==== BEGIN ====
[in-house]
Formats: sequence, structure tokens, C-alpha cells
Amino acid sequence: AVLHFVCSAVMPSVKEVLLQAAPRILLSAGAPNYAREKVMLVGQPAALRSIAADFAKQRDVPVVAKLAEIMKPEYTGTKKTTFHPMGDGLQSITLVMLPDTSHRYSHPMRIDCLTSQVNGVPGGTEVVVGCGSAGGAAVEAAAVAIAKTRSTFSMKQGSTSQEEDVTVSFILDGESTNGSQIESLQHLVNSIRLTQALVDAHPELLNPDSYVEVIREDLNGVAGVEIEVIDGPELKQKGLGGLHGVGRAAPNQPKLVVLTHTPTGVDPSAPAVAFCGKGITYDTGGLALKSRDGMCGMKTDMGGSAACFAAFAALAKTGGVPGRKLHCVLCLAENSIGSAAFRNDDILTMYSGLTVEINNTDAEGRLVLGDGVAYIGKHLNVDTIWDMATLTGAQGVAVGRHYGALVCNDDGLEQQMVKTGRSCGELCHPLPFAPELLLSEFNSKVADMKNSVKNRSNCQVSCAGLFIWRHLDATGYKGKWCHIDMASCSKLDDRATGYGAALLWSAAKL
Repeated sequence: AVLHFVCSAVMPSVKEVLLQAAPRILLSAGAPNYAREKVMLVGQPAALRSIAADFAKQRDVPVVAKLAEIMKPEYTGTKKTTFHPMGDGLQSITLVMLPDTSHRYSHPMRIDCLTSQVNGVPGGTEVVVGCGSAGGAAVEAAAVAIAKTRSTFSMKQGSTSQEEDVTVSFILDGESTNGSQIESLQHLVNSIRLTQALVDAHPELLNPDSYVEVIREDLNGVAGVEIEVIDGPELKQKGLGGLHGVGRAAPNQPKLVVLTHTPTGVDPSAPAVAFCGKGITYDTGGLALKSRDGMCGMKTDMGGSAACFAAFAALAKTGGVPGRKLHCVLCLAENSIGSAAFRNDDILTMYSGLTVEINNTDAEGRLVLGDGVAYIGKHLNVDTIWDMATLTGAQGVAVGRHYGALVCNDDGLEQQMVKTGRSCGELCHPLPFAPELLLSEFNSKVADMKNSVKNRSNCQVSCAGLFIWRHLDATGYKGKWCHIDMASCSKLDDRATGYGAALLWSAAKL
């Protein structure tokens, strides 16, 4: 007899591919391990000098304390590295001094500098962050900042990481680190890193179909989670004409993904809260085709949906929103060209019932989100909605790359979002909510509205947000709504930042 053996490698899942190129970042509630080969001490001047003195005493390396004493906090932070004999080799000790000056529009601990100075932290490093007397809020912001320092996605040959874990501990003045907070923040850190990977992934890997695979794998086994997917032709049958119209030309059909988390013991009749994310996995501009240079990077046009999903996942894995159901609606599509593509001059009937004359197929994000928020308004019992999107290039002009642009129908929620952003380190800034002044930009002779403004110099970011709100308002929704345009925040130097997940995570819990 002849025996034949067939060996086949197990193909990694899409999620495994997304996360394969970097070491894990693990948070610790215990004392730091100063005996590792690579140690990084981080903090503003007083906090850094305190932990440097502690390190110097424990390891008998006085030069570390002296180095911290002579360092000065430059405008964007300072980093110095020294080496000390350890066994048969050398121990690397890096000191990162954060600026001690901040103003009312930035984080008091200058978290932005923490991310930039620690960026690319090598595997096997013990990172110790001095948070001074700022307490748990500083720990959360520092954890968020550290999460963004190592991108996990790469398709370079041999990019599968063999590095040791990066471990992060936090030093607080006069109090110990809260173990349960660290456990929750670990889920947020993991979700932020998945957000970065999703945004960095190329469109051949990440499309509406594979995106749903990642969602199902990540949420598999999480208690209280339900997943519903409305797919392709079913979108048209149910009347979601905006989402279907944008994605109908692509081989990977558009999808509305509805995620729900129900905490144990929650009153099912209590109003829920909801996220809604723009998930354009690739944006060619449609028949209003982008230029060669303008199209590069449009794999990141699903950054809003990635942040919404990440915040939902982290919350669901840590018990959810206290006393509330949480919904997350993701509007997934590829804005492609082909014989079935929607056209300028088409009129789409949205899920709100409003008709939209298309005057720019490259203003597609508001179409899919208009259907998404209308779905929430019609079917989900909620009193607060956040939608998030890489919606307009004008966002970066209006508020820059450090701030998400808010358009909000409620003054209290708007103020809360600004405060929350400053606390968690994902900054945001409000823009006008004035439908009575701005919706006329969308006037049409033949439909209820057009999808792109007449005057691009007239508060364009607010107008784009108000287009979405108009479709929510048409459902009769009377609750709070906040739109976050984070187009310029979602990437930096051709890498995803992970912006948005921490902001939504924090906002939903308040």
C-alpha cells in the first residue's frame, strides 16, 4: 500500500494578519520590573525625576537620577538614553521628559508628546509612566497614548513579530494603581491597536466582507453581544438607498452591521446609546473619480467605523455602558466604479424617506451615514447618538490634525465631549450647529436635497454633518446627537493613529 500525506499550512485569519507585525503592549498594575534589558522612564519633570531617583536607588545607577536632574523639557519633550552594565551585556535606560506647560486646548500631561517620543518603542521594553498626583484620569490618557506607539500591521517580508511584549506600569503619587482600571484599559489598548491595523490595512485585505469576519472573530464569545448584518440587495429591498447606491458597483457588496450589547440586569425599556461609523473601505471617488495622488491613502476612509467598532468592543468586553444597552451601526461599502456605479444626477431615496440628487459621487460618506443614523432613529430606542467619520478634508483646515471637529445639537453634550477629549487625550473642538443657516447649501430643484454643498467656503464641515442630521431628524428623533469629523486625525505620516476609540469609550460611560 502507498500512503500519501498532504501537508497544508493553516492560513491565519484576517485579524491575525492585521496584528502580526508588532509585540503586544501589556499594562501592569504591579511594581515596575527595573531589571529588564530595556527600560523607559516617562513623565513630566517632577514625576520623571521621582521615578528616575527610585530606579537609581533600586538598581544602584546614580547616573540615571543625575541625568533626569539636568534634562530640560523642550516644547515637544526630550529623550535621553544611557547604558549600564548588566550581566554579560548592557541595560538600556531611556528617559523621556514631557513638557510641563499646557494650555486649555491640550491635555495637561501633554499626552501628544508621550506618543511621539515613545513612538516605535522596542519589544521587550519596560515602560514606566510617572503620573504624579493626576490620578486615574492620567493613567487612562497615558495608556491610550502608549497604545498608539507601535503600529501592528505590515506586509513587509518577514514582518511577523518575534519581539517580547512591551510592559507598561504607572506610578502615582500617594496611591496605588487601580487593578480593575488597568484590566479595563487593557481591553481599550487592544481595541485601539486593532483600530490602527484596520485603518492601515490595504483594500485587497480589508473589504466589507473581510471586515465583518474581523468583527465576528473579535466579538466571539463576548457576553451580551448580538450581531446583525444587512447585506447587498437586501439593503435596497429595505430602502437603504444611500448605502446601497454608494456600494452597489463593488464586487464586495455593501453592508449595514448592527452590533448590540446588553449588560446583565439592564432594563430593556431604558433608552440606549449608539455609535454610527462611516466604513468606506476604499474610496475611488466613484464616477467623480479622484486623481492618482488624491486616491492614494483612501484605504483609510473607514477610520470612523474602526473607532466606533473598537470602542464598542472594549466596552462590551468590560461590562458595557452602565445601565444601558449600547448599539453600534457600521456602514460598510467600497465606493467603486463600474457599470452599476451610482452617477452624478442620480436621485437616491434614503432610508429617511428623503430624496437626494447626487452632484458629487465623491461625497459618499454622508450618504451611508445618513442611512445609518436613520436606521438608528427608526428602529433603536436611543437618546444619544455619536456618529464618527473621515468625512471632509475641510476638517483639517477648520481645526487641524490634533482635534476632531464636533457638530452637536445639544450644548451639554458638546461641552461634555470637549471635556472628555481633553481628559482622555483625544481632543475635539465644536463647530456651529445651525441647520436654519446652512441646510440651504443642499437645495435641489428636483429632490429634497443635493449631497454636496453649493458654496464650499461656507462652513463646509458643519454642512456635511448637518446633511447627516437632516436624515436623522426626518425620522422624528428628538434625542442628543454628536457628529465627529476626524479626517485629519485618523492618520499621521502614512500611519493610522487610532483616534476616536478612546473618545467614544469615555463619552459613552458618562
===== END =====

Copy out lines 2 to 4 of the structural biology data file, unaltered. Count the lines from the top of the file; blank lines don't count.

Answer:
Formats: sequence, structure tokens, C-alpha cells
Amino acid sequence: AVLHFVCSAVMPSVKEVLLQAAPRILLSAGAPNYAREKVMLVGQPAALRSIAADFAKQRDVPVVAKLAEIMKPEYTGTKKTTFHPMGDGLQSITLVMLPDTSHRYSHPMRIDCLTSQVNGVPGGTEVVVGCGSAGGAAVEAAAVAIAKTRSTFSMKQGSTSQEEDVTVSFILDGESTNGSQIESLQHLVNSIRLTQALVDAHPELLNPDSYVEVIREDLNGVAGVEIEVIDGPELKQKGLGGLHGVGRAAPNQPKLVVLTHTPTGVDPSAPAVAFCGKGITYDTGGLALKSRDGMCGMKTDMGGSAACFAAFAALAKTGGVPGRKLHCVLCLAENSIGSAAFRNDDILTMYSGLTVEINNTDAEGRLVLGDGVAYIGKHLNVDTIWDMATLTGAQGVAVGRHYGALVCNDDGLEQQMVKTGRSCGELCHPLPFAPELLLSEFNSKVADMKNSVKNRSNCQVSCAGLFIWRHLDATGYKGKWCHIDMASCSKLDDRATGYGAALLWSAAKL
Repeated sequence: AVLHFVCSAVMPSVKEVLLQAAPRILLSAGAPNYAREKVMLVGQPAALRSIAADFAKQRDVPVVAKLAEIMKPEYTGTKKTTFHPMGDGLQSITLVMLPDTSHRYSHPMRIDCLTSQVNGVPGGTEVVVGCGSAGGAAVEAAAVAIAKTRSTFSMKQGSTSQEEDVTVSFILDGESTNGSQIESLQHLVNSIRLTQALVDAHPELLNPDSYVEVIREDLNGVAGVEIEVIDGPELKQKGLGGLHGVGRAAPNQPKLVVLTHTPTGVDPSAPAVAFCGKGITYDTGGLALKSRDGMCGMKTDMGGSAACFAAFAALAKTGGVPGRKLHCVLCLAENSIGSAAFRNDDILTMYSGLTVEINNTDAEGRLVLGDGVAYIGKHLNVDTIWDMATLTGAQGVAVGRHYGALVCNDDGLEQQMVKTGRSCGELCHPLPFAPELLLSEFNSKVADMKNSVKNRSNCQVSCAGLFIWRHLDATGYKGKWCHIDMASCSKLDDRATGYGAALLWSAAKL